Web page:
The case concerns a group of foreign nationals who entered the country and applied for asylum in terms of section 21 of the Refugees Act. They were then granted asylum-seeker permits as per section 22(1) of the Refugees Act, which allows one to remain in the country pending the outcome of an application. Their permits were extended from time to time but their final applications for asylum were eventually unsuccessful, as were their appeals against the rejections. By law, they were then required to leave the Republic. They did not.
This failure resulted in their arrest and detention pending deportation. This was purportedly done under the authority conferred upon immigration officers by section 34(1). However, as already stated, this provision requires the place of detention to be pre-determined by the Director-General of the Department of Home Affairs.
During the period of detention, which varied for all the applicants, they were held either at a police station or in a prison, or both. Upon release, the respondents approached the High Court in Port Elizabeth contesting a number of points. For this discussion the only pertinent point is that the places at which they were held were not determined by the Director-General for purposes of detaining undocumented foreigners. In fact, the Director-General had not determined any place or manner for such detention as is required by the Act. This claim was successful before the Supreme Court of Appeal (SCA) and the respondents were awarded damages depending on the period of detention.
Before the Court the Department of Home Affairs applied for leave to appeal against the order of the SCA. As was ruled in the SCA, asylum-seekers have a peculiar status and require detention for reasons other than having been so placed by the justice system. In the ruling, the Court noted the reference to international norms such as the International Convention on the Protection of the Rights of All Migrant Workers and Members of their Families (amongst others) which states that any migrant who is in violation of provisions relating to migration should be held separately from convicted persons. Whilst these norms may not be binding on South Africa as was asserted by the Department of Home Affairs (the Department), the Court found that “it is an international norm that refugees and others caught up in migratory regulation have a peculiar status that differentiates them from those who are imprisoned by the criminal justice system”.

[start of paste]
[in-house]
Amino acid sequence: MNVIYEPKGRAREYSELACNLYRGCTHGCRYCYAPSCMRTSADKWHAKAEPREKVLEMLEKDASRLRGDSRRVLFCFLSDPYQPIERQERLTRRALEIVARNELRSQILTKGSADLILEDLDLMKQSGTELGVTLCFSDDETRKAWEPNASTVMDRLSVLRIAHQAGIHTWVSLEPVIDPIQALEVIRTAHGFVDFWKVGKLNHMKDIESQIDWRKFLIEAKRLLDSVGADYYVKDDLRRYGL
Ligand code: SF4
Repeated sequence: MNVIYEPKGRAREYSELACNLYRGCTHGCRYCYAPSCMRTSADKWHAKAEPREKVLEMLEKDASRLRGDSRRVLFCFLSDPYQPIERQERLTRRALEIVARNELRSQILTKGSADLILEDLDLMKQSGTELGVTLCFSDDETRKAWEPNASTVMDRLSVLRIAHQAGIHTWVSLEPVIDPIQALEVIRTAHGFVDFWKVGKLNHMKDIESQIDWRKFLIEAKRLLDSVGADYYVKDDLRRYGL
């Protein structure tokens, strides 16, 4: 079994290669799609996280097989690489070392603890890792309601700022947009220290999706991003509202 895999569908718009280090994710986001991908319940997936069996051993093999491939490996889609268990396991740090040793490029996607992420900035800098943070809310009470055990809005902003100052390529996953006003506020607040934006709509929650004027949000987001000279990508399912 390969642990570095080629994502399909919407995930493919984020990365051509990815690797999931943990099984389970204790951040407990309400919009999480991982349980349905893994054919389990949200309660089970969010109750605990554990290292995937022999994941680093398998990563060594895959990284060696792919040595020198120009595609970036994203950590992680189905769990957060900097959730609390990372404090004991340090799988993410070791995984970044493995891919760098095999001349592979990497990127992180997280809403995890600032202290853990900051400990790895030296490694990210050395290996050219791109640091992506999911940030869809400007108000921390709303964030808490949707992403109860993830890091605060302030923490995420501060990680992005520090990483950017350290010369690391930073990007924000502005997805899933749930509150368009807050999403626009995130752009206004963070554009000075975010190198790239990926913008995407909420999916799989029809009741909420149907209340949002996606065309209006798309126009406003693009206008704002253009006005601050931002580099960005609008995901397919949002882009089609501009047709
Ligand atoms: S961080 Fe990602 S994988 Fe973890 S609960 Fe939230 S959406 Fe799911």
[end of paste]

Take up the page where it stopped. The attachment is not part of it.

These norms were used to highlight why the Immigration Act expressly required the Director-General to apply his/her mind to what places could be deemed appropriate for the detention of undocumented foreigners who fall foul of migration laws in the country. On the other hand, the Department asserted that section 34(1) did not impose an obligation on the Director-General to determine specific spaces for the detention concerned. Rather – it was sufficient for any state-owned or controlled facilities to be used as detention facilities.
The Court ruled unanimously that section 34(1) unambiguously obliged the Director-General to predetermine places for the purpose of detaining illegal foreigners. Because this was not done, the respondents were held unlawfully and thus owed damages for the unlawful conduct. Furthermore, such unlawful detention amounts to unlawful deprivation of freedom which is proscribed by section 12 of the Constitution. The right to freedom and security of the person is not restricted to those of South African origin but is extended to everyone who finds him/herself within the country.
It is clear that the failure of the Director-General to carry out the instructions in the Immigration Act creates a lacuna that allows for individuals to have their rights violated. To illustrate the significance of this issue, the Court allowed People Against Suffering, Oppression and Poverty (PASSOP), a community-based, non-profit organisation, which promotes and protects the rights of all refugees, asylum-seekers and immigrants in South Africa, to join the matter as amicus. It is also evident that this is not the first incidence of this nature. If the Director-General has yet to identify places for this detention, it follows that there are high volumes of foreign nationals being held together with convicted criminals at any given time. This is a breach of international norms, as well as our own Constitution. In the wake of the tumultuous times the country has faced with regard to the treatment of foreign nationals, this judgment comes as a welcome affirmation of the commitment to a just and equal human rights culture. Importantly, the case illustrates that the rights and freedoms enshrined (save for citizenship and political rights) in the Constitution are not just for South African nationals, but for all individuals within the nation’s borders.
By Rebecca Sibanda: Legal Assistant; Centre for Constitutional Rights